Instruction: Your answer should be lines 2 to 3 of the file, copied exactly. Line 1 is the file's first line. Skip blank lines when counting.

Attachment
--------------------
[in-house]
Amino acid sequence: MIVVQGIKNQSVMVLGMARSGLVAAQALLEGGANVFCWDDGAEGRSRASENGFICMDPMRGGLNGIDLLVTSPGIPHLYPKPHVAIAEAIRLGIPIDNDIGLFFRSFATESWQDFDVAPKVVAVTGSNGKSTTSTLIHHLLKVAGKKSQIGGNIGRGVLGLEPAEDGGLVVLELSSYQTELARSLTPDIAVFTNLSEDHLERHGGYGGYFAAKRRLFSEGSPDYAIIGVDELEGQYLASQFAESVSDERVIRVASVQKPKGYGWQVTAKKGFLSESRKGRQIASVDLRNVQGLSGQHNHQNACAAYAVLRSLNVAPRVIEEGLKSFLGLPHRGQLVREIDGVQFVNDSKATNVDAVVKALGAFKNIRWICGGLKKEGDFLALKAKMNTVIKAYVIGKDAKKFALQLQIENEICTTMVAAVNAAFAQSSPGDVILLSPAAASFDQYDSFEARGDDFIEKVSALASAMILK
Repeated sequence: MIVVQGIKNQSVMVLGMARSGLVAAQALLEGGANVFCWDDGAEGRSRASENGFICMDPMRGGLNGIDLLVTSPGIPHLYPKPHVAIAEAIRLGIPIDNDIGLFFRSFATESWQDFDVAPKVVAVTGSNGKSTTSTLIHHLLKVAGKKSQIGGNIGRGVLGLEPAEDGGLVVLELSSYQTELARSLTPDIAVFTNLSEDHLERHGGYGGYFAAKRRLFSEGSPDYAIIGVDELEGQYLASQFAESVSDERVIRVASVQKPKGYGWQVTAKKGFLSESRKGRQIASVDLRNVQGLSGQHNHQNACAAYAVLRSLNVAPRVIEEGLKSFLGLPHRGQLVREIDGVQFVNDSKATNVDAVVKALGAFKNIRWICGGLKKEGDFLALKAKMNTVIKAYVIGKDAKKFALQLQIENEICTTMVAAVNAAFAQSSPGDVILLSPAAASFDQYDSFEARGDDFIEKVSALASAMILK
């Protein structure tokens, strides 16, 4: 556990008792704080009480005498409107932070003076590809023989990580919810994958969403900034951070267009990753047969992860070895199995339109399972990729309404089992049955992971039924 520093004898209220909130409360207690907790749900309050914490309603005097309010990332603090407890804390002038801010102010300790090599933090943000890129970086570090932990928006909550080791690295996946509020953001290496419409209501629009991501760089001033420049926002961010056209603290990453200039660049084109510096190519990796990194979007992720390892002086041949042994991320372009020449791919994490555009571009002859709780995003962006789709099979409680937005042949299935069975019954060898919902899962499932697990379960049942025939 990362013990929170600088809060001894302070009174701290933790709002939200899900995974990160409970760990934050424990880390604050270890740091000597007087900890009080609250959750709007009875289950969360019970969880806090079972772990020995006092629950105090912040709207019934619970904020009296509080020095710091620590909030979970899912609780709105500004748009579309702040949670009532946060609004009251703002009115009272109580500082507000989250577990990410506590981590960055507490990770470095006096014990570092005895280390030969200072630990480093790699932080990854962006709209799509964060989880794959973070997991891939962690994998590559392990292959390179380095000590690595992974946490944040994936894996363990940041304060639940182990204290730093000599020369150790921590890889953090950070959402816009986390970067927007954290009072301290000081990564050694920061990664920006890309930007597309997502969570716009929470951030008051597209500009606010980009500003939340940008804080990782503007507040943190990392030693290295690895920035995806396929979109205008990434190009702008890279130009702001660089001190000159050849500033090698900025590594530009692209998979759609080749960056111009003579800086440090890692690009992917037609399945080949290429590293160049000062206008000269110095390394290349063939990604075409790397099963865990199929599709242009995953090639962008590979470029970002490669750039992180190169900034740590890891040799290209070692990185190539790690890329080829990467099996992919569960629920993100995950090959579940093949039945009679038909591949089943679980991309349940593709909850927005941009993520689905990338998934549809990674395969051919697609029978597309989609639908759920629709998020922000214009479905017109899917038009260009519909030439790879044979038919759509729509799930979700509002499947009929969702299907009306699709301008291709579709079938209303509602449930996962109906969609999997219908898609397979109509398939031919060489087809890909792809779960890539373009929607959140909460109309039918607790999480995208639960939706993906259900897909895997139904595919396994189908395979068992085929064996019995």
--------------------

Amino acid sequence: MIVVQGIKNQSVMVLGMARSGLVAAQALLEGGANVFCWDDGAEGRSRASENGFICMDPMRGGLNGIDLLVTSPGIPHLYPKPHVAIAEAIRLGIPIDNDIGLFFRSFATESWQDFDVAPKVVAVTGSNGKSTTSTLIHHLLKVAGKKSQIGGNIGRGVLGLEPAEDGGLVVLELSSYQTELARSLTPDIAVFTNLSEDHLERHGGYGGYFAAKRRLFSEGSPDYAIIGVDELEGQYLASQFAESVSDERVIRVASVQKPKGYGWQVTAKKGFLSESRKGRQIASVDLRNVQGLSGQHNHQNACAAYAVLRSLNVAPRVIEEGLKSFLGLPHRGQLVREIDGVQFVNDSKATNVDAVVKALGAFKNIRWICGGLKKEGDFLALKAKMNTVIKAYVIGKDAKKFALQLQIENEICTTMVAAVNAAFAQSSPGDVILLSPAAASFDQYDSFEARGDDFIEKVSALASAMILK
Repeated sequence: MIVVQGIKNQSVMVLGMARSGLVAAQALLEGGANVFCWDDGAEGRSRASENGFICMDPMRGGLNGIDLLVTSPGIPHLYPKPHVAIAEAIRLGIPIDNDIGLFFRSFATESWQDFDVAPKVVAVTGSNGKSTTSTLIHHLLKVAGKKSQIGGNIGRGVLGLEPAEDGGLVVLELSSYQTELARSLTPDIAVFTNLSEDHLERHGGYGGYFAAKRRLFSEGSPDYAIIGVDELEGQYLASQFAESVSDERVIRVASVQKPKGYGWQVTAKKGFLSESRKGRQIASVDLRNVQGLSGQHNHQNACAAYAVLRSLNVAPRVIEEGLKSFLGLPHRGQLVREIDGVQFVNDSKATNVDAVVKALGAFKNIRWICGGLKKEGDFLALKAKMNTVIKAYVIGKDAKKFALQLQIENEICTTMVAAVNAAFAQSSPGDVILLSPAAASFDQYDSFEARGDDFIEKVSALASAMILK